Meet the Parents
You think you're nuts for Stanford football? Nobody experiences the agony and ecstasy of the game quite like the moms and dads of the players.
Photo: David Elkinson/Stanford Photo
By Sam Scott
Never mind her son’s game-winning heroics against the University of Oregon in November, which vaulted the crowd from the edges of their seats into a celebratory frenzy, Laura Burton's favorite Stanford football game this season may well have been the suspense-free rout of Colorado.
Forty-eight to zero: That's the kind of score that lets a mother relax.
Alas, Burton, the mother of kicker Jordan Williamson, ’14, and her fellow football parents rarely got to breathe so easy. Instead, one of the greatest seasons in Stanford history kept turning the screws with tight game after tight game.
Watching in person, Burton says, the tension wasn’t so bad, especially with fellow parents to lean on.
But tuning in from her home in Texas, with cameras framing each moment and announcers fanning the drama, the intensity could be nearly unbearable. After Williamson missed an earlier kick against Oregon, Burton had to leave the room to pray.
Then he nailed the winner in overtime to defeat the top-ranked Ducks, 17-14, and disappeared under a pile of screaming Stanford players. The pain of his miss in the final moment of last year’s Fiesta Bowl was suddenly so much dimmer. Burton was an explosion of emotion. Her sister, calling to celebrate, was baffled by her tears. “I was sobbing uncontrollably,” Burton says. “It was so, so special.”
And so it goes for parents of the players. Other fans gnaw their fingernails in the crucible of the fourth quarter, but for families—rooting for flesh-and-blood and privy to backstories others can only guess—the agony occasionally rivaled the ecstasy this season.
Of course, rooting for a national juggernaut is a fun ride, too. Lesley Thomas spent the season shuttling back and forth from Marietta, Ga., to watch her son, redshirt senior linebacker Chase Thomas, haunt opposing offenses. She says her family has turned tailgating into an art during Chase’s years on the Farm.
Typically, players end up at the gathering after the game, drawn by good food and the chance to celebrate victory. Stanford has lost only two home games in Thomas’s son’s tenure, a history of dominance that tends to keep the mood light and the parties long. “We kind of joke that we are the first ones in the lot and the last ones to leave,” she says. "We've had up to 100 people at the tailgate."
But during the games, it can be a trying affair. There’s a lot of praying in the stands, Thomas says, foremost for an injury-free outcome, but also for a win.
She records each game, for posterity and for the chance to re-watch the action with a head clear of the anxiety that bears down during the game; anxiety that seemed to hit a little harder this year.
“Last year we were racking up such great margins of victory that is was more comforting sitting in the stands,” says Thomas. “This year, there was so many overtimes and games determined by a few points. That’s a lot more nerve-wracking as a parent.”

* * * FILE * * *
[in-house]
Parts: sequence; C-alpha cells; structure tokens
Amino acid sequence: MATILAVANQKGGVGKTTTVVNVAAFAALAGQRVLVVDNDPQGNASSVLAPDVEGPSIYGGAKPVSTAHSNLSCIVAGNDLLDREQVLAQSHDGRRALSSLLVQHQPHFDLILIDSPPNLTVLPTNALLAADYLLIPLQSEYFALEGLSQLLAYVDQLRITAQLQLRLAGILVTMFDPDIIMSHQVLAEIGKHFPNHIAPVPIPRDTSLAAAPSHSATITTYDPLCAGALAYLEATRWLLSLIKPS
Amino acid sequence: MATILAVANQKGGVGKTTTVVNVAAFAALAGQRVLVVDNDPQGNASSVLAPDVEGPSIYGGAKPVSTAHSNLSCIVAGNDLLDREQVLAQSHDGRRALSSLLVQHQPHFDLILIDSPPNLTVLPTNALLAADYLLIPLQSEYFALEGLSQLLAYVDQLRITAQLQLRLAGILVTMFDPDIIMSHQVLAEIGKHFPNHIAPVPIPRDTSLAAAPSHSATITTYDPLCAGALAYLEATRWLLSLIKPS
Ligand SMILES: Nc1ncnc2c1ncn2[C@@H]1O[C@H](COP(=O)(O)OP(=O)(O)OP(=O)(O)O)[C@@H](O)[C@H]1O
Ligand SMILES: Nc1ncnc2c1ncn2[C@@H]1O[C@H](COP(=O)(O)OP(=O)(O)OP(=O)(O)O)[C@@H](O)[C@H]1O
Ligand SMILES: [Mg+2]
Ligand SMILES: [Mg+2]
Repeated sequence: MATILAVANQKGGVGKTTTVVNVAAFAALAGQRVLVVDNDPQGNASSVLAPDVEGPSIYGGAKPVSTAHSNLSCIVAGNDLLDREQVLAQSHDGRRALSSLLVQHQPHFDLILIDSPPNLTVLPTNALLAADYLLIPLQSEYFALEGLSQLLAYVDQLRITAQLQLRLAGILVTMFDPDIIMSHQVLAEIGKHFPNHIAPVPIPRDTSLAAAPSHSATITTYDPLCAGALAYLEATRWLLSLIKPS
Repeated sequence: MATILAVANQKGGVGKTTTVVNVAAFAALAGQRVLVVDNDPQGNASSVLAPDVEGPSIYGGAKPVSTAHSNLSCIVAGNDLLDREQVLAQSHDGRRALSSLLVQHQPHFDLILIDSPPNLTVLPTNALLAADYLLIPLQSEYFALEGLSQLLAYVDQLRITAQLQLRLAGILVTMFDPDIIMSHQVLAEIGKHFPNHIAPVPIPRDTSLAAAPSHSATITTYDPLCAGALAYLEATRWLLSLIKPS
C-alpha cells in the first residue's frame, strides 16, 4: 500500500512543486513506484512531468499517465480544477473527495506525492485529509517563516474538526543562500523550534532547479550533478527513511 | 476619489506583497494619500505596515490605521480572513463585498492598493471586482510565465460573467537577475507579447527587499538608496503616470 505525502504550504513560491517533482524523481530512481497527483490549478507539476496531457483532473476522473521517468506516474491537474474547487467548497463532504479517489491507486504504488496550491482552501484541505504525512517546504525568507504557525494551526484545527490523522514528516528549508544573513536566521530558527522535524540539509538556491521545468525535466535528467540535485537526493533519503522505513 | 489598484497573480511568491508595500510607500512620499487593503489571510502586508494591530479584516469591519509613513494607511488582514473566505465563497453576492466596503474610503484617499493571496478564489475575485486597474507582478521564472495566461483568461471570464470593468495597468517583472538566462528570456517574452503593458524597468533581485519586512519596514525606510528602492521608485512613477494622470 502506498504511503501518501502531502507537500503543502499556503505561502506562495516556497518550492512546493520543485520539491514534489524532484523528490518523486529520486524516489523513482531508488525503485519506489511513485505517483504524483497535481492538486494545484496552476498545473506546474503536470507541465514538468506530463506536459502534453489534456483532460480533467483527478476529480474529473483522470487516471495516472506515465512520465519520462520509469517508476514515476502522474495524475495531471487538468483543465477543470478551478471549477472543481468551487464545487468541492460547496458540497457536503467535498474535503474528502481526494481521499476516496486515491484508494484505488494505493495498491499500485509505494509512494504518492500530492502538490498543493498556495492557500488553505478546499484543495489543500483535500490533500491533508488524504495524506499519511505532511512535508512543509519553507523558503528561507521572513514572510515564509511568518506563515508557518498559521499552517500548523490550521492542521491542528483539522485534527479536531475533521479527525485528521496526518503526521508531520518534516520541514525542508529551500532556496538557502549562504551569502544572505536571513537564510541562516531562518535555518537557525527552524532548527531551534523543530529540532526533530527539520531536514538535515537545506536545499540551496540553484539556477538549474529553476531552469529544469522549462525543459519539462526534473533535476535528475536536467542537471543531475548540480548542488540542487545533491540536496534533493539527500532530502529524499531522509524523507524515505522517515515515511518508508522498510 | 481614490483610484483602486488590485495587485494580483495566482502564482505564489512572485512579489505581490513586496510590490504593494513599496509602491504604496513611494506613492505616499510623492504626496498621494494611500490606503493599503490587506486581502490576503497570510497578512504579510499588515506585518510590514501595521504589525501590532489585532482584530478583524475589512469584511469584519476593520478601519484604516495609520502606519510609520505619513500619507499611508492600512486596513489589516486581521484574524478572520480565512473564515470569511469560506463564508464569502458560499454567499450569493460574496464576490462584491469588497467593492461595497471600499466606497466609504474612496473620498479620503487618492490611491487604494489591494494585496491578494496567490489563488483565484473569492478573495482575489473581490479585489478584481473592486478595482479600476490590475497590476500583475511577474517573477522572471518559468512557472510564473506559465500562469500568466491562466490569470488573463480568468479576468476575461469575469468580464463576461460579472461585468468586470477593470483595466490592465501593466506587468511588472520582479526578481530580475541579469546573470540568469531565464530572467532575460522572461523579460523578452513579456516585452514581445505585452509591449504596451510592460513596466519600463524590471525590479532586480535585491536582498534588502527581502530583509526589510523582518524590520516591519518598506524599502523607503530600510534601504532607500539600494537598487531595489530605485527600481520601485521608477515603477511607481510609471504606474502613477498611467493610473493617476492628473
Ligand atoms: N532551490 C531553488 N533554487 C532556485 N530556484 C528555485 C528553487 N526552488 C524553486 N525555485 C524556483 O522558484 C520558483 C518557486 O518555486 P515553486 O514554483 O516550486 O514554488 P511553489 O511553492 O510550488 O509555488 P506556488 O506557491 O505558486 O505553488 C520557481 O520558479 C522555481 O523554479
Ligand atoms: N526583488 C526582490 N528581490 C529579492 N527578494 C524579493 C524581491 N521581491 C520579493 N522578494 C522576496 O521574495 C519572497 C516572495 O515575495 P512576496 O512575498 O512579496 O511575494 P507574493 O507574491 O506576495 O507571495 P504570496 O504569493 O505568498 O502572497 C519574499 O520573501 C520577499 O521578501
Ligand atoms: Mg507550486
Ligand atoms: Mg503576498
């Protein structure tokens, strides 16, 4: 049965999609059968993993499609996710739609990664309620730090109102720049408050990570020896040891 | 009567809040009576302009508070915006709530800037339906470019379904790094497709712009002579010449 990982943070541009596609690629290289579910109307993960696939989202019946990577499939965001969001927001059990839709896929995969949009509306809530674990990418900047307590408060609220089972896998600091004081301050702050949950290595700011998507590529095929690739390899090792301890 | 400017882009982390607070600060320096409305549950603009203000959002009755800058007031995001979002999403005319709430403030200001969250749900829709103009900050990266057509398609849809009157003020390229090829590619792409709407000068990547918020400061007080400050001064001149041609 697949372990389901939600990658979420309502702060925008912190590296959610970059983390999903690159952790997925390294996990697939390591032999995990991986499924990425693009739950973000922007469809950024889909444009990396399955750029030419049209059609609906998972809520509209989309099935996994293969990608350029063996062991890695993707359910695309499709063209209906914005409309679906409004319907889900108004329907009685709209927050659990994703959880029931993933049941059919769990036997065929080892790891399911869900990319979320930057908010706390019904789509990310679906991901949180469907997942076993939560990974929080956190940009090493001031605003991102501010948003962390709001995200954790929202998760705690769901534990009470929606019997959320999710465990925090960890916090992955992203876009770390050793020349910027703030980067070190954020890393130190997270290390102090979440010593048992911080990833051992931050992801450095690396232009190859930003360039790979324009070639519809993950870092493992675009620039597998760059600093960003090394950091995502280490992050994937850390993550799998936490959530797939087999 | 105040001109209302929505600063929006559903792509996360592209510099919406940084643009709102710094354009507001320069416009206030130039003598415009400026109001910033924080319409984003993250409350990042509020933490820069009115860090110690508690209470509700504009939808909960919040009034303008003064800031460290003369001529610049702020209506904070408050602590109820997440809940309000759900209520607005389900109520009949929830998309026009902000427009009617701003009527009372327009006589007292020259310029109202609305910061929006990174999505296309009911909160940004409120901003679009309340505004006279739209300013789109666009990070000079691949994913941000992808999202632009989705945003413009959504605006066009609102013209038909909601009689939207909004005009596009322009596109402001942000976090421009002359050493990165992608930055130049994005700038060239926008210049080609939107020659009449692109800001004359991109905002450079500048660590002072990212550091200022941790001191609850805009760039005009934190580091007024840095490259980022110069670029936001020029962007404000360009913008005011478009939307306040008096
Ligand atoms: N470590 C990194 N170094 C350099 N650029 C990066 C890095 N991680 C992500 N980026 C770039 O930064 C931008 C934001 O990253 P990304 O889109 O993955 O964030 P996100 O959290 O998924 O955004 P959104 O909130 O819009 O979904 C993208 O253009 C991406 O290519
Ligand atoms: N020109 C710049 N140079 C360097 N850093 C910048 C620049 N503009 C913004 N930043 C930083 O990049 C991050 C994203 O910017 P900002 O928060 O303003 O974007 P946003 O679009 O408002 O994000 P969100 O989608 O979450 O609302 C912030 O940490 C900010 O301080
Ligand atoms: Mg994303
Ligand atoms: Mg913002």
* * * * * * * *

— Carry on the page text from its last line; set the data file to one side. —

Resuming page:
For David Yankey, father of the junior All-American offensive lineman who shares his name, tensions reached their zenith in the 54-48 overtime win against Arizona. The elder Yankey was in the stands watching with his middle son, a high school lineman, who is normally quick to comment on each play.
But as Arizona seemed to pull beyond reach, fueling the Wildcats around them, Yankey says even the talkative 15-year-old fell silent. “He never said a word till the game was over,” Yankey laughs. “It was too tense.”
Lisa Ertz, mother of senior All-American tight end Zach Ertz, prefers such close games—so long as Stanford wins. She has never missed a home game since Zach started at Stanford, and has been present at every fan-lined Walk the team takes from the football locker room to Gate 1 of Stanford Stadium, cheering her son on; it is a tradition as set for Ertz as the Cardinal earrings she wears to each game.
But even a stalwart can find the heat too much. In the Pac-12 championship against UCLA, the promise of the Rose Bowl hanging in the balance, Ertz briefly fled the stands for the mezzanine, the first time she’s ever ducked out.
For Ertz, though, the most emotional game was against Oregon. When Williamson hit the game-winner, Ertz, like Burton, was sobbing. It was a mix of joys, she says, for Williamson throwing off the ghosts of the Fiesta Bowl; for the team finally beating Oregon; and for her son, whose acrobatic touchdown tied the game late in the fourth quarter.
But there was more. Zach’s grandmother Dede, who often joked she got as exhausted watching Ertz play as if she'd been on the field herself, died unexpectedly just days earlier. Ertz took the field with her name written across his wrist tape—a tribute clearly visible in photographs of his crucial touchdown, but never mentioned in broadcasts.
When the refs initially called the catch an incompletion, his calmness with the officials was as if his grandmother’s influence was holding sway, Lisa Ertz said. “If that's not an example of my mother on the field, I don't know what is.”
The January 1 Rose Bowl Game presents another chance for agony and ecstasy. Ertz has more than a dozen tickets, heading down with an entourage including her three younger sons. How tense the Badgers will make it remains to be seen. But there is nowhere Ertz would rather be. “Watching your child achieving their dreams. There is absolutely nothing better than that.”
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